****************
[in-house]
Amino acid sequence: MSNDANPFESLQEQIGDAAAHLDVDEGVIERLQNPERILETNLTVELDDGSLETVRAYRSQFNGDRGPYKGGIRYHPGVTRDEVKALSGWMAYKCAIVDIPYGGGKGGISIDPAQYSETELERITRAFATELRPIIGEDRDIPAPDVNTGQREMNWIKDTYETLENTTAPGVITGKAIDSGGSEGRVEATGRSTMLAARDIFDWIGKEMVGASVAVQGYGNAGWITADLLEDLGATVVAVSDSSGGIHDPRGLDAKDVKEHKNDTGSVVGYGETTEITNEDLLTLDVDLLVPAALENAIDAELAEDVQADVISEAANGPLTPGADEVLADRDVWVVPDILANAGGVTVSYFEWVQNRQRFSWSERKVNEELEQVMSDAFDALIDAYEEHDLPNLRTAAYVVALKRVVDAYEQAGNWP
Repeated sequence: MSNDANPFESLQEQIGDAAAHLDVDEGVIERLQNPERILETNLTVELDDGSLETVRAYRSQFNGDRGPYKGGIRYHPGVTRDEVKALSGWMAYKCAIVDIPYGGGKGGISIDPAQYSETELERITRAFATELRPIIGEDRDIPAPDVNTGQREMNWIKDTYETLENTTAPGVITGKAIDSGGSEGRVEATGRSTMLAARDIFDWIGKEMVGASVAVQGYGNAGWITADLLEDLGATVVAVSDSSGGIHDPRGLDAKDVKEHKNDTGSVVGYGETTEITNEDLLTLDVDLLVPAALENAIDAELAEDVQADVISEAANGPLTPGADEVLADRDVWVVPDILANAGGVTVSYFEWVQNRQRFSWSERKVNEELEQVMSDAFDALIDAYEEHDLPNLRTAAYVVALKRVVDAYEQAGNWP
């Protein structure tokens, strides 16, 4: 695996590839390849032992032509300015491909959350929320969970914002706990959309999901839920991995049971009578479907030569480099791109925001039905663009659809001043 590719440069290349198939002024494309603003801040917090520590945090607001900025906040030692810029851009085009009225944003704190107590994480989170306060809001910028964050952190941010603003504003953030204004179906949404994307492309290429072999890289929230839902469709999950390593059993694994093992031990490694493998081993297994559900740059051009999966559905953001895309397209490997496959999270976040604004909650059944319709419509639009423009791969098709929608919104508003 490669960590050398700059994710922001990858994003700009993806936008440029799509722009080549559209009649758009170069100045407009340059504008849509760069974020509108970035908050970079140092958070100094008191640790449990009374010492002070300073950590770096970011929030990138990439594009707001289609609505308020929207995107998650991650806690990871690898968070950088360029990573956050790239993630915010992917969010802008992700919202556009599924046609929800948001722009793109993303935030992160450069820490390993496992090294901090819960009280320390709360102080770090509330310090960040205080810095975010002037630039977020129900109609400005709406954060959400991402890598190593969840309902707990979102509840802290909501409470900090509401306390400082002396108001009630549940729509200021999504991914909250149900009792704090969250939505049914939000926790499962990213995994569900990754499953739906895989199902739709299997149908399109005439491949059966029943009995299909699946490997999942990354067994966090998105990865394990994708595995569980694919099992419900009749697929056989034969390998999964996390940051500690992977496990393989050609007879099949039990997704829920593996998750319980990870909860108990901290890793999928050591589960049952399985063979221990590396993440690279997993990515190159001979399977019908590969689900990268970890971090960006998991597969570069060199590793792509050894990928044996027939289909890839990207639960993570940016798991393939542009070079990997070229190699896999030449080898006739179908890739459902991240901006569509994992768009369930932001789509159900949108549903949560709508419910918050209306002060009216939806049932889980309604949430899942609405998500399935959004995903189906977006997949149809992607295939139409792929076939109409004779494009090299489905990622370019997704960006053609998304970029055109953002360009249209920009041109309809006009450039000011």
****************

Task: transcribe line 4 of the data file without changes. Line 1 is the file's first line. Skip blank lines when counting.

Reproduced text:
């Protein structure tokens, strides 16, 4: 695996590839390849032992032509300015491909959350929320969970914002706990959309999901839920991995049971009578479907030569480099791109925001039905663009659809001043 590719440069290349198939002024494309603003801040917090520590945090607001900025906040030692810029851009085009009225944003704190107590994480989170306060809001910028964050952190941010603003504003953030204004179906949404994307492309290429072999890289929230839902469709999950390593059993694994093992031990490694493998081993297994559900740059051009999966559905953001895309397209490997496959999270976040604004909650059944319709419509639009423009791969098709929608919104508003 490669960590050398700059994710922001990858994003700009993806936008440029799509722009080549559209009649758009170069100045407009340059504008849509760069974020509108970035908050970079140092958070100094008191640790449990009374010492002070300073950590770096970011929030990138990439594009707001289609609505308020929207995107998650991650806690990871690898968070950088360029990573956050790239993630915010992917969010802008992700919202556009599924046609929800948001722009793109993303935030992160450069820490390993496992090294901090819960009280320390709360102080770090509330310090960040205080810095975010002037630039977020129900109609400005709406954060959400991402890598190593969840309902707990979102509840802290909501409470900090509401306390400082002396108001009630549940729509200021999504991914909250149900009792704090969250939505049914939000926790499962990213995994569900990754499953739906895989199902739709299997149908399109005439491949059966029943009995299909699946490997999942990354067994966090998105990865394990994708595995569980694919099992419900009749697929056989034969390998999964996390940051500690992977496990393989050609007879099949039990997704829920593996998750319980990870909860108990901290890793999928050591589960049952399985063979221990590396993440690279997993990515190159001979399977019908590969689900990268970890971090960006998991597969570069060199590793792509050894990928044996027939289909890839990207639960993570940016798991393939542009070079990997070229190699896999030449080898006739179908890739459902991240901006569509994992768009369930932001789509159900949108549903949560709508419910918050209306002060009216939806049932889980309604949430899942609405998500399935959004995903189906977006997949149809992607295939139409792929076939109409004779494009090299489905990622370019997704960006053609998304970029055109953002360009249209920009041109309809006009450039000011």